Françoise Ducros, Mario Merz, Paris, Flammarion, 1999 (coll. La création contemporaine).
Chantal Michetti-Prod’Hom, À la découverte… des collections romandes I, exh. cat. Pully/Lausanne, FAE Musée d’art contemporain, 1993: 10.
Ursula Perucchi-Petri, Denys Zacharopoulos et alii, Mario Merz, exh. cat. Zurich, Kunsthaus, 1985.
In the 1960s and 1970s, the Fibonacci sequence (, 1, 1, 2, 3, 5, 8, 13, 21, and so on) was a constant reference for artists such as Mel Bochner, Donald Judd and Sol LeWitt, who used it as a principle of progression, for instance, for their sculpture. The rule is that each term except for the first two is the sum of the two before. The Fibonacci sequence is thought to be found widely in nature most notably in spirals.
Mario Merz first used the sequence in 1968 when he was thinking about ways to combine art and social activism. Over his oven in Turin, he hung five neon tubes with the numbers ‘1, 1, 2, 3, 5’, creating the work Fibonacci Santa Giulia. He only truly integrated the sequence into his art from 1970 on, however. Being associated with arte povera, he had already shown an interest in organic harmony, considering igloos the ideal shape and habitat, for instance.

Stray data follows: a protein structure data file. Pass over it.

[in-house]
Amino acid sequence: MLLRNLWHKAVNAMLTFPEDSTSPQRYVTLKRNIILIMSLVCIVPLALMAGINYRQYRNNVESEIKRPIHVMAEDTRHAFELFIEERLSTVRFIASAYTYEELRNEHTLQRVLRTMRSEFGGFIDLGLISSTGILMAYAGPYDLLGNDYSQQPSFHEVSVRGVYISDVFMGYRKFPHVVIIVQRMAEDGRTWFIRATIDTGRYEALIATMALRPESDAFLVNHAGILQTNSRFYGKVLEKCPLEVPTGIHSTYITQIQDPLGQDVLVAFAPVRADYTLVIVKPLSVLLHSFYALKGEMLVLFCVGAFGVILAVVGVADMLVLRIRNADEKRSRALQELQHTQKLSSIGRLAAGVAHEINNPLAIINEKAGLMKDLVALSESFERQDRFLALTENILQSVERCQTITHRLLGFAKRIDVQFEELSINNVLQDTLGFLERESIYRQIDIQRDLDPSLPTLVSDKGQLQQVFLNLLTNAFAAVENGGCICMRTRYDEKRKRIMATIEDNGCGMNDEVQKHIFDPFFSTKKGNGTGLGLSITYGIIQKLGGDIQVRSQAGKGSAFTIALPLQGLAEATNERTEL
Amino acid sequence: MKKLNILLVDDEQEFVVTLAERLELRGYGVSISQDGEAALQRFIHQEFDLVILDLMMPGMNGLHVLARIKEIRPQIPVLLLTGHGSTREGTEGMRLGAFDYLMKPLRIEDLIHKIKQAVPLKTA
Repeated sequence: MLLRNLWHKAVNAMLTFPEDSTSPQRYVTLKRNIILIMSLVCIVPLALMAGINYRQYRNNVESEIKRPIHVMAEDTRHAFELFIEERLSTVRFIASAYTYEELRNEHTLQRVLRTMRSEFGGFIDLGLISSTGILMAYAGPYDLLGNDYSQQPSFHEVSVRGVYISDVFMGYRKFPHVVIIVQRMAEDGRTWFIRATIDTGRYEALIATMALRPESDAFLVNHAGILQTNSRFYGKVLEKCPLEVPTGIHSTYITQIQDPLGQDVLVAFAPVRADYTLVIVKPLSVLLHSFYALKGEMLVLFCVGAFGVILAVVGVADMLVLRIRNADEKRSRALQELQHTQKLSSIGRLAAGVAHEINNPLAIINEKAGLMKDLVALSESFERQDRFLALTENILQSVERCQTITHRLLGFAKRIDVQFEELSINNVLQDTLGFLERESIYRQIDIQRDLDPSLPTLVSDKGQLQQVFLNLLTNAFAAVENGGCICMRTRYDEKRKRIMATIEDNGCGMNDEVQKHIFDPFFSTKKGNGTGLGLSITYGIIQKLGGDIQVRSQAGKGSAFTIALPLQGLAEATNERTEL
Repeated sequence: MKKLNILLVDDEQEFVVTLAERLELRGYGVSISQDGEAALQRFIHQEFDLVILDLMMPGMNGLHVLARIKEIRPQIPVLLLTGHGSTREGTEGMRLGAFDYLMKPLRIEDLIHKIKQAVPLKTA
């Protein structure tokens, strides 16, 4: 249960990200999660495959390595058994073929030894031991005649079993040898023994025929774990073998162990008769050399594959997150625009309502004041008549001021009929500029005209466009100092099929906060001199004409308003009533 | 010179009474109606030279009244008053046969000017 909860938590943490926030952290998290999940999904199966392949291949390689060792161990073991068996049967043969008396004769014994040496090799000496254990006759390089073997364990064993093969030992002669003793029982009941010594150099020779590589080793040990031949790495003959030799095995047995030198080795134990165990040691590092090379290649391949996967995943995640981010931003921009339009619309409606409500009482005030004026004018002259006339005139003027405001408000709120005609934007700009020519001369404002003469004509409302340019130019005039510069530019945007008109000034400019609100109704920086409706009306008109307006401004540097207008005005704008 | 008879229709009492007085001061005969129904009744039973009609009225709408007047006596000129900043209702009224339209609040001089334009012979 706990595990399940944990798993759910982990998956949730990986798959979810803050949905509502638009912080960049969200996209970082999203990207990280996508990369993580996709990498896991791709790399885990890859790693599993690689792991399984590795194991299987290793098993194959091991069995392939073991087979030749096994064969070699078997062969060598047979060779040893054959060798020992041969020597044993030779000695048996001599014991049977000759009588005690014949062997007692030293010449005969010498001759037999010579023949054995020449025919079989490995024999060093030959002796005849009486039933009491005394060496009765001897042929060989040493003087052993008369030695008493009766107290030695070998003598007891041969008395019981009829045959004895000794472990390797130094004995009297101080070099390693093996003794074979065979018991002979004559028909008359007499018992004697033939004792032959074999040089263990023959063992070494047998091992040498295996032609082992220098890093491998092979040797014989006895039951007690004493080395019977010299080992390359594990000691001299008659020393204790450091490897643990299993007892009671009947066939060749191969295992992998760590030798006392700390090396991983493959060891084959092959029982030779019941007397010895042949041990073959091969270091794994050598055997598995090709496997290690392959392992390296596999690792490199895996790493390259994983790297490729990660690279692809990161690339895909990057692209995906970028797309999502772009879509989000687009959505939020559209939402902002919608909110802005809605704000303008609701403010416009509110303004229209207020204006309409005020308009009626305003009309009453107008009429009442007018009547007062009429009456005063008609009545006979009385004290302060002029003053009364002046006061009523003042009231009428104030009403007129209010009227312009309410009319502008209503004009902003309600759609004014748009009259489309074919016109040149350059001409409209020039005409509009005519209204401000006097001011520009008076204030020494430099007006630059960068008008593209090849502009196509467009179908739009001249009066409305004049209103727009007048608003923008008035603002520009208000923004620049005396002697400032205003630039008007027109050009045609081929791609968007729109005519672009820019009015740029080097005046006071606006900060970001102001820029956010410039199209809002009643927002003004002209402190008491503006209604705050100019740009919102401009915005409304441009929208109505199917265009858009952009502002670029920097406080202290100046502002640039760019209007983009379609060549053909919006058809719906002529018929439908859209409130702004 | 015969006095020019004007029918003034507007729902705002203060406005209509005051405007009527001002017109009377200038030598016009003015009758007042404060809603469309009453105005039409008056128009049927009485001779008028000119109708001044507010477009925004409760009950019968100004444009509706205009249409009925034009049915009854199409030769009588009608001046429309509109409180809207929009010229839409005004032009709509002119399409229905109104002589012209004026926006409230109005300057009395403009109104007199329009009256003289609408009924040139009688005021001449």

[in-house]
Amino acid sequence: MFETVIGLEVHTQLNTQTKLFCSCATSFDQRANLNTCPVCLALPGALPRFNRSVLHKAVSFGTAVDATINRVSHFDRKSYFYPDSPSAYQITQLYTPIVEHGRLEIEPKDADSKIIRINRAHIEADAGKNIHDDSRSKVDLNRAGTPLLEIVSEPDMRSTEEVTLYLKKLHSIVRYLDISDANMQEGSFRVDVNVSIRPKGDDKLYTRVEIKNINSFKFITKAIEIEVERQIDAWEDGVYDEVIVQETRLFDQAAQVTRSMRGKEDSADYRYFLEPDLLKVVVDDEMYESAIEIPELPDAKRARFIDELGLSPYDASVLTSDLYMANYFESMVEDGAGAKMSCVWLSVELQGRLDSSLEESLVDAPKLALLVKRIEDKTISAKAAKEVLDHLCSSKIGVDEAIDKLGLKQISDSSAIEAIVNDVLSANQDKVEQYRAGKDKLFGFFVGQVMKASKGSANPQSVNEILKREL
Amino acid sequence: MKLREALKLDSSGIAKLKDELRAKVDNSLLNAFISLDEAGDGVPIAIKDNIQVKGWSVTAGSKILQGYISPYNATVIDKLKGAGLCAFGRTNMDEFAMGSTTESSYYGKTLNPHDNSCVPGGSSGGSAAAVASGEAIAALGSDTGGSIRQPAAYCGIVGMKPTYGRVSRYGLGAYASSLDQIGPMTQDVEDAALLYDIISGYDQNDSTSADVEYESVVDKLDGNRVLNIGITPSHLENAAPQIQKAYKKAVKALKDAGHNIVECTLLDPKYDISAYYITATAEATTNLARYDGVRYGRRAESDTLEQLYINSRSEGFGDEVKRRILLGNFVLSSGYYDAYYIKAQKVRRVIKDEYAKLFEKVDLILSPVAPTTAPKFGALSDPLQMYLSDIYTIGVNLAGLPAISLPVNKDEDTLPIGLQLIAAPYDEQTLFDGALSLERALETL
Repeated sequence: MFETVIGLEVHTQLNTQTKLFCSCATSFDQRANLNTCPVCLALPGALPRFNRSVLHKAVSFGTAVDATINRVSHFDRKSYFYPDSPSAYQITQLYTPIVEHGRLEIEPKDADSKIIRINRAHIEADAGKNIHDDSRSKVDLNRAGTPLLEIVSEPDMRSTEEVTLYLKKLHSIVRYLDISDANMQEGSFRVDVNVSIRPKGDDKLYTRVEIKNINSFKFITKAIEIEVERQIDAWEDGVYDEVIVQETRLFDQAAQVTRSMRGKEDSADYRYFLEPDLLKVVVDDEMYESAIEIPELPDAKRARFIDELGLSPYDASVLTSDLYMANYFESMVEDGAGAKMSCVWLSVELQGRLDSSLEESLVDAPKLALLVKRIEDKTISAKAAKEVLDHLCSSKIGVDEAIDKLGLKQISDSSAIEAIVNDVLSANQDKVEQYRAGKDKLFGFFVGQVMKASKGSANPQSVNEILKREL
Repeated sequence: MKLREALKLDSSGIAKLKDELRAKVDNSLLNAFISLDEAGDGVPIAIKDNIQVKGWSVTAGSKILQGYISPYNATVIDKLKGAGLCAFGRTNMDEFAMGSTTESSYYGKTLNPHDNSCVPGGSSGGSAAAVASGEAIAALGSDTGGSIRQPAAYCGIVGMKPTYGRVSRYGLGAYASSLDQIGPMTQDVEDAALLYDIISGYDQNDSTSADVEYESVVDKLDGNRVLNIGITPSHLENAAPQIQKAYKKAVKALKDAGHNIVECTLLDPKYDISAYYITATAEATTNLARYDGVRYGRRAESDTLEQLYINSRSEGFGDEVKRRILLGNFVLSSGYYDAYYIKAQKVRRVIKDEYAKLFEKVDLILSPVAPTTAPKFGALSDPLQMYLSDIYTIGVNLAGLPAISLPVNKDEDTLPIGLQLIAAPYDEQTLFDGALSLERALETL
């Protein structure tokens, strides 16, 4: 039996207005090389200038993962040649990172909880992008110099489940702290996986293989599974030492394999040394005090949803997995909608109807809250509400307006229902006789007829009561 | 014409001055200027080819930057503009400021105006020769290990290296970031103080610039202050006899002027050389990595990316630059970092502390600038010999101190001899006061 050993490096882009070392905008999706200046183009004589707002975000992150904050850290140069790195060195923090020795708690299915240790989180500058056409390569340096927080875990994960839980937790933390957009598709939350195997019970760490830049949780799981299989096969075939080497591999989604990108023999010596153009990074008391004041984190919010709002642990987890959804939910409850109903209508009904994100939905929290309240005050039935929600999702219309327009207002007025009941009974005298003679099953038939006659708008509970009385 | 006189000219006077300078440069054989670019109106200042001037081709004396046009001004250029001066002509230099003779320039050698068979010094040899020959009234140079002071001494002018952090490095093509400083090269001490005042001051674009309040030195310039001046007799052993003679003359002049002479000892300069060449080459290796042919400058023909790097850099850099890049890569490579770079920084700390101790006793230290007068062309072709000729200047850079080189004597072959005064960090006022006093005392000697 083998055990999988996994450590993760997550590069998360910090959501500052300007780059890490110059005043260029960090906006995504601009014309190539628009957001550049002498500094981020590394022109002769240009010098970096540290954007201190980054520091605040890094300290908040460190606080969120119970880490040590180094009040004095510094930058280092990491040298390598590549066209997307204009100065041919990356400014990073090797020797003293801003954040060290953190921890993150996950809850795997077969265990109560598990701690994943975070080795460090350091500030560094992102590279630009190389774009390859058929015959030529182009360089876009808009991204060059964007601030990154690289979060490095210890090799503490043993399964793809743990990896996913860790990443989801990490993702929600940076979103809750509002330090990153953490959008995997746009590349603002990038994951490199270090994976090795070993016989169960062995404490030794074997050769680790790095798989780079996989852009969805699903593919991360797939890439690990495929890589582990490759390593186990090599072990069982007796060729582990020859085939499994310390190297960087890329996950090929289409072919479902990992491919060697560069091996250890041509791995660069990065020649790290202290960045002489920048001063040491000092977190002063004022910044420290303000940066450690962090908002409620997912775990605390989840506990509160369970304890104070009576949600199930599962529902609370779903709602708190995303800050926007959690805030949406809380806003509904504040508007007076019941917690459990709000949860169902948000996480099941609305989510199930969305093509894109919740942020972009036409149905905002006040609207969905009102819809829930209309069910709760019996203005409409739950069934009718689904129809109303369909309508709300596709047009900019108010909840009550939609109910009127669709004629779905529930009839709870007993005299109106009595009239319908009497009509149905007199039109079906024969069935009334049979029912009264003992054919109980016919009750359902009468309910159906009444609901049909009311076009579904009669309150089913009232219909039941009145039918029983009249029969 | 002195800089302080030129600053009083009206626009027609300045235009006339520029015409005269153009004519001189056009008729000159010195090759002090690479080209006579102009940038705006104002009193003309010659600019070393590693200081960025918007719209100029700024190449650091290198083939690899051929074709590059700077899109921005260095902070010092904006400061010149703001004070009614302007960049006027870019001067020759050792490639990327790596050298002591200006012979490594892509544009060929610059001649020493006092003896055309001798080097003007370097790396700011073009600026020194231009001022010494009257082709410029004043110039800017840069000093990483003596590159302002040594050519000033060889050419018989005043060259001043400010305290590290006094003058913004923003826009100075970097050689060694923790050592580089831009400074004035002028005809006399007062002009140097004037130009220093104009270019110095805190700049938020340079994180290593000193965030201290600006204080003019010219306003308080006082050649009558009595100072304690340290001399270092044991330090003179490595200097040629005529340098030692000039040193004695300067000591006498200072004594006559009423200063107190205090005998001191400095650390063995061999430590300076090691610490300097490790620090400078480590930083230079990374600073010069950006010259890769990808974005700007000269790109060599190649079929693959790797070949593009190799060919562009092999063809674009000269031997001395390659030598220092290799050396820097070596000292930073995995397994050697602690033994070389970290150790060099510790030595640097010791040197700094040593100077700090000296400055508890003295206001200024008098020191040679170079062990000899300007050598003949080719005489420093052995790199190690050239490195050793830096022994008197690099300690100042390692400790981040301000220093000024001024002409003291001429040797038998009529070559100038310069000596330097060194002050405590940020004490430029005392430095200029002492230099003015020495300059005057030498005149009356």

This work illustrates the numerical sequence by stencilling it in acrylic alongside two spirals in charcoal. The two elements are often juxtaposed in his oeuvre, as if to display both the principle and illustration: one example is The Philosopher’s Egg, on display at Zurich station since 1991. What he liked about the Fibonacci sequence was less the minimisation of randomness than the growth of the animal and plant realms it symbolised. The question in the work’s title – ‘Does nature always interact only with itself?’ can be explained as a consideration on how living matter is arranged. Alongside the references to the mathematical sequence, he makes use of natural materials. A single reed lies across the sheet diagonally and pine needles are scattered across its surface, suggesting the ‘landscape with wind’ of the title, introducing a simulacrum of chaos into the carefully arranged work.